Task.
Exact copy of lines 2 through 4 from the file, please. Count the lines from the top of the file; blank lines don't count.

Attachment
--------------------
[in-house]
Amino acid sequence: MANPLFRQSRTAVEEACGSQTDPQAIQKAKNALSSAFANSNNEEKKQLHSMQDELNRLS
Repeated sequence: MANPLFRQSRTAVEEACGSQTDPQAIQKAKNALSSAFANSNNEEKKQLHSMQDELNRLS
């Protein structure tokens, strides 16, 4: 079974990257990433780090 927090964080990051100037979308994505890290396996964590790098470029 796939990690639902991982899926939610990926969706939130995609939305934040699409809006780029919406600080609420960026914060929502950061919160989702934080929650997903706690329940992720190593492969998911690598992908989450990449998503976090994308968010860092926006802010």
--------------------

Amino acid sequence: MANPLFRQSRTAVEEACGSQTDPQAIQKAKNALSSAFANSNNEEKKQLHSMQDELNRLS
Repeated sequence: MANPLFRQSRTAVEEACGSQTDPQAIQKAKNALSSAFANSNNEEKKQLHSMQDELNRLS
């Protein structure tokens, strides 16, 4: 079974990257990433780090 927090964080990051100037979308994505890290396996964590790098470029 796939990690639902991982899926939610990926969706939130995609939305934040699409809006780029919406600080609420960026914060929502950061919160989702934080929650997903706690329940992720190593492969998911690598992908989450990449998503976090994308968010860092926006802010």